Last time we looked at how Decisive Dan and Tentative Tom behave differently online.
Tentative Tom will want to read almost every page before making a purchasing decision.
Decisive Dan, on the other hand, wants to skip to the important stuff, and now!
How do you give both types of website users the information they need?
Let’s say you have a sales page of some kind on your website, and you want it to appeal to both Decisive Dan and Tentative Tom. This sales page could be for just about anything:
- Your service that you sell (be it building, copywriting, beauty therapy, and so on).
- Physical products, such as cosmetics, books, dog food, and so on.
- Online products, such as eBooks, online courses, audio, and so on.
… in short, just about anything! We all have a sales page of some kind on our website (well, you should do anyway).
How would Tentative Tom read your sales page?
Tentative Tom will read everything on your sales page, and at least once. In fact, he’ll want all the information and then some more. For example:
- For a service, he’d like to read reviews and testimonials, to see what other clients think.
- For a product, he’d like reviews as well, but also an ingredients list.
Making Decisive Dan read through all this stuff would drive him nuts!
So how can you make your sales page appeal to both Decisive Dan and Tentative Tom?
Here’s how you can make a sales page appeal to both types of website users.
This assumes that you want to give Decisive Dan a quick and easy route; in my last article I gave some examples as to why you might not want to do this.
But in this instance, let’s assume you want to give your website wide appeal. Here’s how to do it.
1. Write a few paragraphs with the most pertinent information
These initial paragraphs will give Decisive Dan all the information he needs: just a short, sharp, concise summary.
Then give him a prominent call-to-action: which brings us to point number 2…
2. Provide multiple calls-to-action
Decisive Dan will want a prominent call-to-action (such as a “Buy Now” button) that’s easy to spot. This highly-visible button should show on your web page without him having to scroll to see it. (The technical term for this is “above the fold”.)
Here’s an example from MailChimp email newsletter software: there’s a big, prominent call-to-action button above the fold. Notice too how the button is in a bright, contrasting colour so that the call-to-action really stands out. That’s another technique that Decisive Dan will love.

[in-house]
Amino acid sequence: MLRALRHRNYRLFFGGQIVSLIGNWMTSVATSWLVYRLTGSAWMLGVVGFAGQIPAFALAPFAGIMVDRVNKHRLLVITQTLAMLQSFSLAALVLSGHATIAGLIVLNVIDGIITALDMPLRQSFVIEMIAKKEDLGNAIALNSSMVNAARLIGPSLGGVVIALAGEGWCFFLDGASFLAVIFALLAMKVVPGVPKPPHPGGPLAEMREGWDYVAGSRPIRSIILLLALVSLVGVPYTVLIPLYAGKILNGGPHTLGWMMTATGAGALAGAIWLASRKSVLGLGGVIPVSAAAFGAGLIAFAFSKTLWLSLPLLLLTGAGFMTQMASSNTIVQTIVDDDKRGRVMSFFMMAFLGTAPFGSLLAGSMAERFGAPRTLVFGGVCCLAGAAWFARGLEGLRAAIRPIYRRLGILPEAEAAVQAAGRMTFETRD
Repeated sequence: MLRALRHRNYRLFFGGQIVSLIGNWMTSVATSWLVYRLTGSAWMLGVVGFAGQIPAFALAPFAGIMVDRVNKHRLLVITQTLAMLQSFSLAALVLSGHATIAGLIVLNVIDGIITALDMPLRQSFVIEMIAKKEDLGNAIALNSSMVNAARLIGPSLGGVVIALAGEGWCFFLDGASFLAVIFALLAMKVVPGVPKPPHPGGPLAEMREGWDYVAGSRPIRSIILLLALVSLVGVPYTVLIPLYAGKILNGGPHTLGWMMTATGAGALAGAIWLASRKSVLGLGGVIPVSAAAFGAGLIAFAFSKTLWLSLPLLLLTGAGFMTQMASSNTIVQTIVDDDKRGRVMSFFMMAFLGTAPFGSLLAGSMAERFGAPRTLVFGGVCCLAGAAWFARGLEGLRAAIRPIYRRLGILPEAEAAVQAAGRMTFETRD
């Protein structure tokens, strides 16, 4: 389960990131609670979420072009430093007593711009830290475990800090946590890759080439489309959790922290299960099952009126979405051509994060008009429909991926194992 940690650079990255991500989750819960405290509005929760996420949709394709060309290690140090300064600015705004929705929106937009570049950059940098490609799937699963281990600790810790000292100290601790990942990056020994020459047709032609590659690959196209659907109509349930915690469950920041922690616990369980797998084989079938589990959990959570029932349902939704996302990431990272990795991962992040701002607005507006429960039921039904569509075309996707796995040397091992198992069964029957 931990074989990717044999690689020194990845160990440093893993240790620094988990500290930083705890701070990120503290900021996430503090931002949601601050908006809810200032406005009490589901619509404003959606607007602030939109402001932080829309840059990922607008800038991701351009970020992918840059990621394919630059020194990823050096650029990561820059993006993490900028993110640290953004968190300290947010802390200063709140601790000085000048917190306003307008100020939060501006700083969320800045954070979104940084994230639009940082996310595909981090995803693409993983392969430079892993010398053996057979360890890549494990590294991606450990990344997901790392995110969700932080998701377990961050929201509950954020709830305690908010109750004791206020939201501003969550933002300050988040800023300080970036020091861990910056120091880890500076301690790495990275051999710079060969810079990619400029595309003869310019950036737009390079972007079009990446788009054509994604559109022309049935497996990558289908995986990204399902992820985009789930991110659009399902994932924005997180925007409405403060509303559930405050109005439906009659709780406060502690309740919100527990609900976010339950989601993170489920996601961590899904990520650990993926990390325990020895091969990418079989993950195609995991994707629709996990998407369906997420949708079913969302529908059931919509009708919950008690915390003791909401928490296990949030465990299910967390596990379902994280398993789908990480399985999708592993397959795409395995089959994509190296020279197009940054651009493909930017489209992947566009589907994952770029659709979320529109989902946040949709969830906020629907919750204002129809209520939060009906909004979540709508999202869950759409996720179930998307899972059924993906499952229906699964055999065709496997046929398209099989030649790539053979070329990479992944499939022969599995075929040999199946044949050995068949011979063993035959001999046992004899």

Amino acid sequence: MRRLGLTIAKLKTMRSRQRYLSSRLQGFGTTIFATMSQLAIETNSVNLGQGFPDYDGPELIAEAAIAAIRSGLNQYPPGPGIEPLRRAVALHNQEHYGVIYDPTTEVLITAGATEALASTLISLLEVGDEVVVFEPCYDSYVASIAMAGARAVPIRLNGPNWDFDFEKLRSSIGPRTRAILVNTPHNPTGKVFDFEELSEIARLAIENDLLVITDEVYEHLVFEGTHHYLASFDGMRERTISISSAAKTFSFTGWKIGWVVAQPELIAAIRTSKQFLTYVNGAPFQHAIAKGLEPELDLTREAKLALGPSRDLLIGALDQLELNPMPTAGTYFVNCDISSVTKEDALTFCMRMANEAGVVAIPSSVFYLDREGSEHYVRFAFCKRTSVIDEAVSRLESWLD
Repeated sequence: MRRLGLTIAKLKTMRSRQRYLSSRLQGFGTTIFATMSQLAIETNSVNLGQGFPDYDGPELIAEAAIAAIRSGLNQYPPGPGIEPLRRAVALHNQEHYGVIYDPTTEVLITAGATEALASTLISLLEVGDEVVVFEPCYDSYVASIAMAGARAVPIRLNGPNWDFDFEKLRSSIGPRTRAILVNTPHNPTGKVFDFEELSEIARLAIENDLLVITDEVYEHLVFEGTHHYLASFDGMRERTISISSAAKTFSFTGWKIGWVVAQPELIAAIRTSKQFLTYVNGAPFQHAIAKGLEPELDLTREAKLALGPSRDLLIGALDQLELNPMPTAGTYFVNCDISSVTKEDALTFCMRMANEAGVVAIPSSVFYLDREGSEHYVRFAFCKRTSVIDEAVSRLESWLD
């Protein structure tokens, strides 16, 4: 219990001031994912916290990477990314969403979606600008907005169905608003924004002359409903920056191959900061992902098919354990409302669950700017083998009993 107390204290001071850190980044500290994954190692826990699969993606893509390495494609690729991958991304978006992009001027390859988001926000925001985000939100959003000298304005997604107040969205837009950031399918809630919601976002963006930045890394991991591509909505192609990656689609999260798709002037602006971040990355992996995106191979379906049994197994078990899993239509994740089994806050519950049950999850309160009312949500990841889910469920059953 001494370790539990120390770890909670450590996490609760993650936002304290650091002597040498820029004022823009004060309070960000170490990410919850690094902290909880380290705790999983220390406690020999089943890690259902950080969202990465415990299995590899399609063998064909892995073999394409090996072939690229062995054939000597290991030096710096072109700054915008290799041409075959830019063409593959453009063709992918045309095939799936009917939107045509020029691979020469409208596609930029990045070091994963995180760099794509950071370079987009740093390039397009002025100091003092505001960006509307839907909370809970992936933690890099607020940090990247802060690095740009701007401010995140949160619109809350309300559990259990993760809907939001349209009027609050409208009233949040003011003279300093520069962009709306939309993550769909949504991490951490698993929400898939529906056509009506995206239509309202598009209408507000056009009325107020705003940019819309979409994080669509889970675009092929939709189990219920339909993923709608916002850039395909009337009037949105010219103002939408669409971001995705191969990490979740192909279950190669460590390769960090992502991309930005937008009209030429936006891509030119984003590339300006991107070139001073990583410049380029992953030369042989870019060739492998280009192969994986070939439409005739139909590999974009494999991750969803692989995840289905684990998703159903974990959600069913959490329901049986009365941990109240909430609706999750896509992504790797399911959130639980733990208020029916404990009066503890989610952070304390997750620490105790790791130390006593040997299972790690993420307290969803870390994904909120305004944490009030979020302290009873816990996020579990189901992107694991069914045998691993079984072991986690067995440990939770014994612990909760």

But do you see what else they’ve done? Right underneath the button there’s a hyperlink, “Need convincing?” Here’s a close-up:
Tentative Tom will be very happy about this link, because it will take him to a long and detailed “Why MailChimp?” page:
Best of all, at the bottom of the page there’s another prominent call-to-action. This is vital; you don’t want website visitors reaching the bottom of the page and then wondering what to do next, and deciding if it’s worth scrolling back up to the top. You need to give them a prominent call-to-action there and then.
What’s super cool about this MailChimp example is that there’s another, more subtle, call-to-action underneath for the Tentative Tom who is still in research mode. They’ve made it easy for him to read the testimonials.
Every single page on your website should have a call-to-action:
- Above the fold (if you want to attract the Decisive Dan type of person); and
- At the bottom of the page. Even Decisive Dan will be frustrated if he scrolls down and doesn’t know where to go next!
3. Provide your contact details in case of questions
Think that your job’s done there? Nope, not quite yet.
Chances are that Tentative Tom might still have some more questions lurking in his mind, so encourage him to contact you. Provide your email address, so that Tentative Tom can easily get in touch with any questions.
Even if he doesn’t get in touch with you, Tentative Tom will be reassured by the very fact that your email address is there. It makes your business look real, genuine, helpful.
Decisive Dan will appreciate having your contact information on hand too. For his benefit, you should put your contact details on each web page (for example in the header or footer) so he doesn’t have to go searching for it.
Wow, that’s a mighty long web page – is there any way I can shorten it?
If the thought of such a long page makes you shudder, here’s how you can shorten it. It’s a technique used by many ecommerce websites. And that is to use “tabs” for the information, like this:
This means that all the information is there, but without a long sales page… what a great way to keep both Decisive Dan and Tentative Tom happy!
And if you can keep all types of website users happy, your website’s conversion rates will be maximised.
To encourage both Decisive Dan and Tentative Tom to take action online, your website should provide:
- A short summary of what you do (for Decisive Dan’s benefit).
- A prominent call-to-action above the fold (for Decisive Dan’s benefit).
- Detailed information on your product or service, either on the same page or using tabs. And link to other pages when necessary. (This is for Tentative Tom’s benefit.)
- A prominent call-to-action at the foot of every web page. (This is for everyone’s benefit.)
- Full contact details, including your email address, on every page of your website. Again, this is for everyone’s benefit.